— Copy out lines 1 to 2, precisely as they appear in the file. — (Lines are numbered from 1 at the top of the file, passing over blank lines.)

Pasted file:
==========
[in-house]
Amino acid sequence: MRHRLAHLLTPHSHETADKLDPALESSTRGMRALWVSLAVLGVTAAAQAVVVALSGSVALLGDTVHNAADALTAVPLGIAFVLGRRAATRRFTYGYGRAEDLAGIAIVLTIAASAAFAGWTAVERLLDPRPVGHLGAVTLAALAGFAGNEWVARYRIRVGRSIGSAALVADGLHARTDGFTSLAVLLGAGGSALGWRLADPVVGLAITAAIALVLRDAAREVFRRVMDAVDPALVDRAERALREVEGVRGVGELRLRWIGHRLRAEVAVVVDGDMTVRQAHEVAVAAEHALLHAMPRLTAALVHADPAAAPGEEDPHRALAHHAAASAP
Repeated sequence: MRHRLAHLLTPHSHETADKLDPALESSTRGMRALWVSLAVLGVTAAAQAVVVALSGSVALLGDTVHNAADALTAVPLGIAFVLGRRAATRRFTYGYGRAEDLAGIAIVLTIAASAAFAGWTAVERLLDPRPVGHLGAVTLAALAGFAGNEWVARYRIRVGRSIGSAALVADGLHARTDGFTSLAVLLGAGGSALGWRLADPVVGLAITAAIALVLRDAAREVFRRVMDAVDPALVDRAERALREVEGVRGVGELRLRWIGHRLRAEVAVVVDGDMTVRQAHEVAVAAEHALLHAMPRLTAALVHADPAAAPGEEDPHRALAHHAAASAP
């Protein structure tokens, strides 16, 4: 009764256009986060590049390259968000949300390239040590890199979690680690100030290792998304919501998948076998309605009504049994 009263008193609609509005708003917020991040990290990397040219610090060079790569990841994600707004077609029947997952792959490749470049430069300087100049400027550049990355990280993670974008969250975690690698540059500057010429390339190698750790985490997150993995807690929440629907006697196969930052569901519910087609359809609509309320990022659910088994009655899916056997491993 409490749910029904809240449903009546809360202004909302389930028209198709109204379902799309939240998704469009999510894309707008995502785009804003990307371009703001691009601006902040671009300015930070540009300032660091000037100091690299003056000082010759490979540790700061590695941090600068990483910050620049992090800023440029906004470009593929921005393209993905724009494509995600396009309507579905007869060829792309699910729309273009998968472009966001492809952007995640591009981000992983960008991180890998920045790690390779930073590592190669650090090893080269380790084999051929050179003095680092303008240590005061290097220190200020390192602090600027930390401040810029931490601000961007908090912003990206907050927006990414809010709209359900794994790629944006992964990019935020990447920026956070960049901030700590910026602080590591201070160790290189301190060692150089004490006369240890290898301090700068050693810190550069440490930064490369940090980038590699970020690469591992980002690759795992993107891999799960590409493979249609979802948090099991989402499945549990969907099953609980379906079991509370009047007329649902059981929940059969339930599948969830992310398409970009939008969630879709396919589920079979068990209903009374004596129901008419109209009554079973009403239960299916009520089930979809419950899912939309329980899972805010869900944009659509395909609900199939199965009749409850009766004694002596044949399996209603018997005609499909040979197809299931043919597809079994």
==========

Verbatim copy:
[in-house]
Amino acid sequence: MRHRLAHLLTPHSHETADKLDPALESSTRGMRALWVSLAVLGVTAAAQAVVVALSGSVALLGDTVHNAADALTAVPLGIAFVLGRRAATRRFTYGYGRAEDLAGIAIVLTIAASAAFAGWTAVERLLDPRPVGHLGAVTLAALAGFAGNEWVARYRIRVGRSIGSAALVADGLHARTDGFTSLAVLLGAGGSALGWRLADPVVGLAITAAIALVLRDAAREVFRRVMDAVDPALVDRAERALREVEGVRGVGELRLRWIGHRLRAEVAVVVDGDMTVRQAHEVAVAAEHALLHAMPRLTAALVHADPAAAPGEEDPHRALAHHAAASAP